The League

Dan Steinberg
Staff Writer

Dan Steinberg

Washington Post sports blogger and author of the D.C. Sports Bog

A Hero on the Field

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I guess athletes can be role models in appropriate and inappropriate ways.

The appropriate way is to look up to them is for the reasons that they're famous: the things they do on the field. The way they handle themselves in the media. The goofy costumes they wear. The funny jokes they make. The incredible physical tricks they perform. There are legitimate reasons we like those things, and so there's no reason not to model yourself after an athlete being an athlete.

That doesn't mean there's any reason to emulate an athlete for the person he is. From my experience, athletes are good or bad people in about the same proportion as the rest of us. But that's just as far as I can tell, because I know very few athletes on a day-to-day, sitting on the front porch grilling veggie burgers together basis. Almost no one does. So why would you ever want to model yourself, or have your kids model themselves, off of how an athlete acts or lives away from the cameras.

To put it another way, I think I'm a fine role model for any kid out there who wants to get into blogging. I work pretty hard, I don't make too many spelling mistakes, I have a fairly reputable job, and I've never done anything to earn a public reprimand. As a sports blogger, I'm a fine role model.

But as a guy living my life, I mope a lot, I complain excessively, I have major issues on following through with commitments and staying in touch with friends, and I put my daughter in front of the television way too often so I can get more work done.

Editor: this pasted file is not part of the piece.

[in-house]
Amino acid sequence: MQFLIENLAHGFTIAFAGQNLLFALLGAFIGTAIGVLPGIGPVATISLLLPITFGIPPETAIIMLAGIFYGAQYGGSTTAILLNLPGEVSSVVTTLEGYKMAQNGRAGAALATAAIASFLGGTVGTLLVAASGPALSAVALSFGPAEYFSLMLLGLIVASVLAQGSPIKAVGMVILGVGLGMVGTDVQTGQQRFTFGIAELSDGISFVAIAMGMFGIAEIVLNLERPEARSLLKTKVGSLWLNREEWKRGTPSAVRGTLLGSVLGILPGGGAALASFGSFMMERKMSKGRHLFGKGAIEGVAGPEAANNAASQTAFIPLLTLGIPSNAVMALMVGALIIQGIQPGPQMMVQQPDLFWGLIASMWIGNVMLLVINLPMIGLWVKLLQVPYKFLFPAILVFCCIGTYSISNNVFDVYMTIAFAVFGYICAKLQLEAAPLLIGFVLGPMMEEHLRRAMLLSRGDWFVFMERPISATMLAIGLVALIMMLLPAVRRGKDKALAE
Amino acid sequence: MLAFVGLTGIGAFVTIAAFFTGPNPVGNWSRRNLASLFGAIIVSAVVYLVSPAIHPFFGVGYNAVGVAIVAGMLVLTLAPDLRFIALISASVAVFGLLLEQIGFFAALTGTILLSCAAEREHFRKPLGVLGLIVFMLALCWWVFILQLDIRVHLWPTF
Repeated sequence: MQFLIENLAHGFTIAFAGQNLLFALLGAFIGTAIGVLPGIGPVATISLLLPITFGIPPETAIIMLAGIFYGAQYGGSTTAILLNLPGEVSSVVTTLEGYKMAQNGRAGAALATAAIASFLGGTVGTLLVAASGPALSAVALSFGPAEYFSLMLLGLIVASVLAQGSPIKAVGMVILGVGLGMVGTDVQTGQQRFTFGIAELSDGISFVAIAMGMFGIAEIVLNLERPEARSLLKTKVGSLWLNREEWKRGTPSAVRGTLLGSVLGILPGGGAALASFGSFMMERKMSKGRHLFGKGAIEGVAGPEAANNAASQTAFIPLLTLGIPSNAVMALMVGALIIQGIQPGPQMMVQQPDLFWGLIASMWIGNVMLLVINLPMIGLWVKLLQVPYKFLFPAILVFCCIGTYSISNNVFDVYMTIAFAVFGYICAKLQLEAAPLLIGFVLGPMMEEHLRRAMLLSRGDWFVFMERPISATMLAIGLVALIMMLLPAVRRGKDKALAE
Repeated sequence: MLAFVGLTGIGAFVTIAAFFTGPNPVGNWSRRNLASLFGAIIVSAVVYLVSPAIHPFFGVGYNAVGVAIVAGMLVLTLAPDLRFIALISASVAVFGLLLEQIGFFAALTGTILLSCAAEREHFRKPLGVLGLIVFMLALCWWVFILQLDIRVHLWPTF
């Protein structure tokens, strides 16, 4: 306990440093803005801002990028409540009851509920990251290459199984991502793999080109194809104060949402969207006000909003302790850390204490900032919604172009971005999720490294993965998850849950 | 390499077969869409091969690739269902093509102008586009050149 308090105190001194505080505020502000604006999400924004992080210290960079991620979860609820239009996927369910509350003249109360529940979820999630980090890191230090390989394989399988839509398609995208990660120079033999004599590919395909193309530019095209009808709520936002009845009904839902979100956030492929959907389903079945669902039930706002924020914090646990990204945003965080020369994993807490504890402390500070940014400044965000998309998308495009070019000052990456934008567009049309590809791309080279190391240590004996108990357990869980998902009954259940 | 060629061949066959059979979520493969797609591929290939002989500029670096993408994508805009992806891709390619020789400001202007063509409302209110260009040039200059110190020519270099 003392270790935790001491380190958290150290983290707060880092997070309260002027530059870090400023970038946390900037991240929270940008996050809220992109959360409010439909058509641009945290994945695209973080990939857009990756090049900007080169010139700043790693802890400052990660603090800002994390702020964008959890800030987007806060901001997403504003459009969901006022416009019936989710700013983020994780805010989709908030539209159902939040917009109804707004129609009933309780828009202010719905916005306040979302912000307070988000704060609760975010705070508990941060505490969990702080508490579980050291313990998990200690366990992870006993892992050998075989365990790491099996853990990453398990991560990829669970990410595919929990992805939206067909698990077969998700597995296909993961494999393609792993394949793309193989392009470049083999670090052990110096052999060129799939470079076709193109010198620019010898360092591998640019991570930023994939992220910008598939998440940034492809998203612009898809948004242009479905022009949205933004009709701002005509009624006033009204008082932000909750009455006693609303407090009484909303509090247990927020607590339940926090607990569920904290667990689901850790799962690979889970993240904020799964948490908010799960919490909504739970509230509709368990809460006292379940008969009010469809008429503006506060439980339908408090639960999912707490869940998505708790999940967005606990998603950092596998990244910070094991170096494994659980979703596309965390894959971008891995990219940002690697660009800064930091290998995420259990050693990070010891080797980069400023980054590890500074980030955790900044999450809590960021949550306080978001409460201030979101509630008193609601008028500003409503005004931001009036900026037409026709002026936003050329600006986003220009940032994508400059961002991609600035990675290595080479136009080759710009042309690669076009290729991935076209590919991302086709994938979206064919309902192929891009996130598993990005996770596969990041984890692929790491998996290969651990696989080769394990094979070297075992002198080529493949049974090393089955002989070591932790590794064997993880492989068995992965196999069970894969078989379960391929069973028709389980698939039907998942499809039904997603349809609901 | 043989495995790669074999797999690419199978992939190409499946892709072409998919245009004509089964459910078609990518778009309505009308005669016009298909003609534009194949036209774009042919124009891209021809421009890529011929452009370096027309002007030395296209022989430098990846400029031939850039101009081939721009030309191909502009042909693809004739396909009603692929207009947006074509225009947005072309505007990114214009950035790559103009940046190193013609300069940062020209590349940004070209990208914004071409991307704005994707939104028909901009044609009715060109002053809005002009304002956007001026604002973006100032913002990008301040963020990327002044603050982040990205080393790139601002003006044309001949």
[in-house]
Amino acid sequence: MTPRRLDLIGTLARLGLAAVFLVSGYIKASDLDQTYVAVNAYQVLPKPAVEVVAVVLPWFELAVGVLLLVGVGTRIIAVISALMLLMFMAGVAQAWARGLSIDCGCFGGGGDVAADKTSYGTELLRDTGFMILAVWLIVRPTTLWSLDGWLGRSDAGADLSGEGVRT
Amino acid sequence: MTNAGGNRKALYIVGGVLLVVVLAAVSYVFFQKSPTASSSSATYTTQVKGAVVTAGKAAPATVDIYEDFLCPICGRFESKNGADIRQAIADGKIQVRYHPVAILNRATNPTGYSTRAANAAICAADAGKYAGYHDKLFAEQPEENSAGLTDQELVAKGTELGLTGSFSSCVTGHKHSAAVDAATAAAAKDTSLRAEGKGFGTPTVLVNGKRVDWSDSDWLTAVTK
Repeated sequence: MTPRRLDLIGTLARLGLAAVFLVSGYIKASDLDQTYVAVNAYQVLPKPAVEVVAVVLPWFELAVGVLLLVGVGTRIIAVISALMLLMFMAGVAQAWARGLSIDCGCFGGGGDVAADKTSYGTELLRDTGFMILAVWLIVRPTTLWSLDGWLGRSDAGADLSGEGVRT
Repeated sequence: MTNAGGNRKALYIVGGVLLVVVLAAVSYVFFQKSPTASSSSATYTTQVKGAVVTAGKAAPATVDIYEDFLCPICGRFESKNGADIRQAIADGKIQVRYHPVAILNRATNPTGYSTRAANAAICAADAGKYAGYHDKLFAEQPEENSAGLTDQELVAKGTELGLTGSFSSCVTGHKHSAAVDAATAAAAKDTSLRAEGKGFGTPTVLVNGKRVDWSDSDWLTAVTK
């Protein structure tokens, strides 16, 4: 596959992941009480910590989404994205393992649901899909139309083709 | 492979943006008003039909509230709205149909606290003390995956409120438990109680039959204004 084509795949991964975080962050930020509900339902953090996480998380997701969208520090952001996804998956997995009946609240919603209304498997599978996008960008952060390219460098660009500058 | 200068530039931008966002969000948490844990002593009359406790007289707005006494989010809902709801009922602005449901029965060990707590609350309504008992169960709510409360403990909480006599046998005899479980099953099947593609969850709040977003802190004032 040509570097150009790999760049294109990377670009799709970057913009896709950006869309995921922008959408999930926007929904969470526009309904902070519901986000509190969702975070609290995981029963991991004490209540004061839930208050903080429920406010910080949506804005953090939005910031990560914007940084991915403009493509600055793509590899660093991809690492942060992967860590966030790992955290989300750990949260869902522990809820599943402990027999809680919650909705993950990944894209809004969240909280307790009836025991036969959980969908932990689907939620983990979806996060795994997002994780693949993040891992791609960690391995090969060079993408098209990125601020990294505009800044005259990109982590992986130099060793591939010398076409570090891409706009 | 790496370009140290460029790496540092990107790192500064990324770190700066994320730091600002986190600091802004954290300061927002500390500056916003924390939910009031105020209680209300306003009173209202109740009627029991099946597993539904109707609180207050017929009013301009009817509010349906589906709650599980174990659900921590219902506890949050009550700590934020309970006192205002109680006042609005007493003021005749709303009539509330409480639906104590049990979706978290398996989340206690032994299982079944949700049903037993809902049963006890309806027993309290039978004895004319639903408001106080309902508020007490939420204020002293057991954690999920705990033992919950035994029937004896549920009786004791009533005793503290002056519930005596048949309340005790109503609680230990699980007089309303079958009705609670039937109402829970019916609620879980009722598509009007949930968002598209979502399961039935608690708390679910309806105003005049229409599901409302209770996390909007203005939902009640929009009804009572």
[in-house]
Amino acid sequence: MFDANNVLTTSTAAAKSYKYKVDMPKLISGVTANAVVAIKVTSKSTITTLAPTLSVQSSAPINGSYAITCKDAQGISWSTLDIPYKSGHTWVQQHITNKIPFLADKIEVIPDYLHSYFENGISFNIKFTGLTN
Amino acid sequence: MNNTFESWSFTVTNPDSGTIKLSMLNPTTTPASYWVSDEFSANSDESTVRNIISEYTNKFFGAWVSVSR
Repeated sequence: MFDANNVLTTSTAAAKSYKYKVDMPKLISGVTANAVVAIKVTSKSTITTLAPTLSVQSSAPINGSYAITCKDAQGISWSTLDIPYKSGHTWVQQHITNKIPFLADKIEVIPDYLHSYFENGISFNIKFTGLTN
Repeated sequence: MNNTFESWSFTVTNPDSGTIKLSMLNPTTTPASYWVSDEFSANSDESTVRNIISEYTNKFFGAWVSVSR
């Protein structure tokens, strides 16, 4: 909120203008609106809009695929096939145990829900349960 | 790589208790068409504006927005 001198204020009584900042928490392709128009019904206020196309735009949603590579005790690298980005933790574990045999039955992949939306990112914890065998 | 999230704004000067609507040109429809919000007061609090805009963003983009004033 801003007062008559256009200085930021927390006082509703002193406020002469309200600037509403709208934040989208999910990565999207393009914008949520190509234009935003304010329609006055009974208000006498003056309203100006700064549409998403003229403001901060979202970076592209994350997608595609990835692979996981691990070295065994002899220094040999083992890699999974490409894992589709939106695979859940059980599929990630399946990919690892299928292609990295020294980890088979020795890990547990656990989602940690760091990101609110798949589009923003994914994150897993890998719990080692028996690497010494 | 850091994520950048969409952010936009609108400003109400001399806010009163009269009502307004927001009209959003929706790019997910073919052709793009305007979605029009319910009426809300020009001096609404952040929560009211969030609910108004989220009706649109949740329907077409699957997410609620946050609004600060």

These things are a lot different than infidelity, sure, but the point is, no one was ever trying to admire Steve McNair for his private life. They admired his public life -- his endurance, his hard work, his rugged character, or whatever else. Those were fine things to admire, and they remain fine things to admire, whatever else he might have been doing in private.

By Dan Steinberg  |  July 8, 2009; 12:39 PM ET  | Category:  Baltimore Ravens , Crime , Tennessee Titans Save & Share:  Send E-mail   Facebook   Twitter   Digg   Yahoo Buzz   Del.icio.us   StumbleUpon   Technorati  
Previous: Affirming the Best in McNair | Next: Who Needs a Real Hero?

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Here is the part to understand: You can't be a hero in a professional sport. The title 'Hero' is specifically reserved for selfless acts of courage and sacrifice. By that definition, as a professional (thus definitely not 'selfless') your actions are never heroic. They are paid. They are even spectacular but never heroic.

Heroes have human flaws; look at Rorschach from the watchmen. While a fictional hero, he certainly had baggage. But he wasn't getting paid to save the world. He did it because it was the right thing to do.

Pat Tilman can qualify has hero (though he died from friendly fire). Steve McNair? Never.

Posted by: chritipurr | July 8, 2009 8:10 PM

I don't know if I entirely agree with that statement Chritipurr. You say if its a profession that decreases heroism, but then argue a soldier as a hero. But if you join the army its a job, you get paid, and if you join not realizing you got a good chance of dieing, well I don't think that makes you a hero either. Tilman was a hero for joining in spite of his wealth and fame. But I cannot call his death a heroic one.

Posted by: alex35332 | July 9, 2009 8:49 AM

Don't turn it around, and blame this on people who chose to admire McNair. McNair was a sleazy guy, who took advantage of a very young and obviously unstable girl, while betraying his wife and kids. People have every right to be disappointed in him.

Posted by: baro | July 9, 2009 10:52 AM

What evidence do you have that McNair took advantage of anyone? It was a legal relationship, regardless of who was older than whom.

Posted by: Urnesto | July 9, 2009 3:55 PM

Regardless of the marital condition, McNair was still a married man. Ms. Thang knew he had a wife and wanted him to divorce her anyway. She spent time with him that he should have been spending with his family. She went into this with her eyes wide open and when things didn't work out like she wanted them to, she took him and herself out. McNair didn't take advantage of her. I have absolutely no sympathy for her. McNair wanted to have his cow and drink the milk too and for a while he did. People can only do to you what you let them.

Posted by: sjcsando | July 9, 2009 4:03 PM

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